Breast cancer is the most common female malignancy in the western countries and is the second leading cause of malignant deaths. A large proportion of breast cancer patients receive post-operative radiation therapy after conservative surgery and mastectomy to decrease locoregional recurrence rates and improve overall survival [1,2].The irradiated volumes i.e. whole breast, tumoral bed, chest wall, regional lymph nodes (internal mammary chain, supra/infraclavicular and axillary nodes) could vary, according to international guidelines, taking into account patient and tumor characteristics.

The duration of radiotherapy strictly depends on the irradiated volume, dose/fraction and total dose and lasts between 1 day, in case of intraoperative RT, and nearly 7 weeks, in case of conventional whole breast RT plus booster dose on surgical bed.

Side effects and toxicities widely vary as a consequence of patients features and attitudes, irradiated volume, total dose, dose/fraction, radiotherapy technique and systemic treatments.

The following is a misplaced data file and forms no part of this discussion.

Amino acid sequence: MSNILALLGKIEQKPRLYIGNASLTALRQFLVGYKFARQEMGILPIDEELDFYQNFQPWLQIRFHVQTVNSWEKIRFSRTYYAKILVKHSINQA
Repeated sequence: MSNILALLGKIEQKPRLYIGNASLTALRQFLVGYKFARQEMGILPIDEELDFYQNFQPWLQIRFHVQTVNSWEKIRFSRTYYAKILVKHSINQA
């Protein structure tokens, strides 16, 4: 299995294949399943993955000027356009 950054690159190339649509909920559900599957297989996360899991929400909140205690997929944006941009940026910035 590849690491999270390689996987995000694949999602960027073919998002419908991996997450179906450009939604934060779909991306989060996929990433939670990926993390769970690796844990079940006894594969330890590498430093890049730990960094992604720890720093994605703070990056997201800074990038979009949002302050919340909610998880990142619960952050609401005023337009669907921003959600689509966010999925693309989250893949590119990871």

Several grading scales exist to aid in the reproducible quantification of acute radiation toxicities. The Radiation Therapy Oncology Group/European Organization for Research and

Treatment of Cancer (RTOG/EORTC) toxicity criteria and National Cancer Institute Common Toxicity Criteria for Adverse Events (NCI CTCAE) systems are the most commonly used [3,4]. This review focuses on the main radiation side effects in adjuvant breast cancer treatment and discusses the strategies for the prevention and management of radiation-related toxicity.

Skin Toxicity

The effects of radiation on skin have been recognized as soon as radiation was introduced as a treatment modality [5-7]. Consequently researches have begun examining techniques to reduce radiation induced skin reactions, aided by the radio-biology evidences on fractionation modalities for improving normal tissue repair [6]. The introduction of the megavoltage units improved the skin sparing if compared with orthovoltage ones and consequently reduced toxicity [8].

Despite the effort, Radiation Dermatitis (RD) still continue to be the most common side effect of radiotherapy and could condition worse cosmesis and subsequently QoL[5].

Radiation affects the two main components of skin, epidermis and dermis, each of which respond variably to radiation exposure. High energy X-Rays leads to DNA breaks within the epidermis and dermis causing the so called syndrome of radiation dermatitis [6]. Radiation induced DNA damage within the epidermis disrupts normal proliferation and differentiation of basal keratinocytes, leading to the physical barrier lost [9-11].